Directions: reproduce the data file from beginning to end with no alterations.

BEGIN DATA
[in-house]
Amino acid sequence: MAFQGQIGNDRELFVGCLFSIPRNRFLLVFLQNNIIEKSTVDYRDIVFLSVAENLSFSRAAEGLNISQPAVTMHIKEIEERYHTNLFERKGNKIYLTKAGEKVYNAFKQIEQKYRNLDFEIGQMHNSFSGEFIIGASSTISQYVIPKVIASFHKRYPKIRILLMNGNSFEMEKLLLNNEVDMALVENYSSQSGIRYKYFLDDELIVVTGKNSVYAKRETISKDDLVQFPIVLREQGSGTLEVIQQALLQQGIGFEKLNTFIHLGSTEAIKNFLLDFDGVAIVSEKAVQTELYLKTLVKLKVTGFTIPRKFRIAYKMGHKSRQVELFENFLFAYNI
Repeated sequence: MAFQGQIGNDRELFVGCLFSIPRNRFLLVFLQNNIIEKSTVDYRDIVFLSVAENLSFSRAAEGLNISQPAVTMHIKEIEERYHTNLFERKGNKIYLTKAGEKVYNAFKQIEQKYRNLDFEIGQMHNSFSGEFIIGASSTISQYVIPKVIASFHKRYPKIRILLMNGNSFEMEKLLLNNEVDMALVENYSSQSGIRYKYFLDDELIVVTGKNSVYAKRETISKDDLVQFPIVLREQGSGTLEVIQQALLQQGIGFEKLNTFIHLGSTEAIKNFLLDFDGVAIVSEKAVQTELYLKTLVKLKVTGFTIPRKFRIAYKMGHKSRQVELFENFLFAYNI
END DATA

[in-house]
Amino acid sequence: MAFQGQIGNDRELFVGCLFSIPRNRFLLVFLQNNIIEKSTVDYRDIVFLSVAENLSFSRAAEGLNISQPAVTMHIKEIEERYHTNLFERKGNKIYLTKAGEKVYNAFKQIEQKYRNLDFEIGQMHNSFSGEFIIGASSTISQYVIPKVIASFHKRYPKIRILLMNGNSFEMEKLLLNNEVDMALVENYSSQSGIRYKYFLDDELIVVTGKNSVYAKRETISKDDLVQFPIVLREQGSGTLEVIQQALLQQGIGFEKLNTFIHLGSTEAIKNFLLDFDGVAIVSEKAVQTELYLKTLVKLKVTGFTIPRKFRIAYKMGHKSRQVELFENFLFAYNI
Repeated sequence: MAFQGQIGNDRELFVGCLFSIPRNRFLLVFLQNNIIEKSTVDYRDIVFLSVAENLSFSRAAEGLNISQPAVTMHIKEIEERYHTNLFERKGNKIYLTKAGEKVYNAFKQIEQKYRNLDFEIGQMHNSFSGEFIIGASSTISQYVIPKVIASFHKRYPKIRILLMNGNSFEMEKLLLNNEVDMALVENYSSQSGIRYKYFLDDELIVVTGKNSVYAKRETISKDDLVQFPIVLREQGSGTLEVIQQALLQQGIGFEKLNTFIHLGSTEAIKNFLLDFDGVAIVSEKAVQTELYLKTLVKLKVTGFTIPRKFRIAYKMGHKSRQVELFENFLFAYNI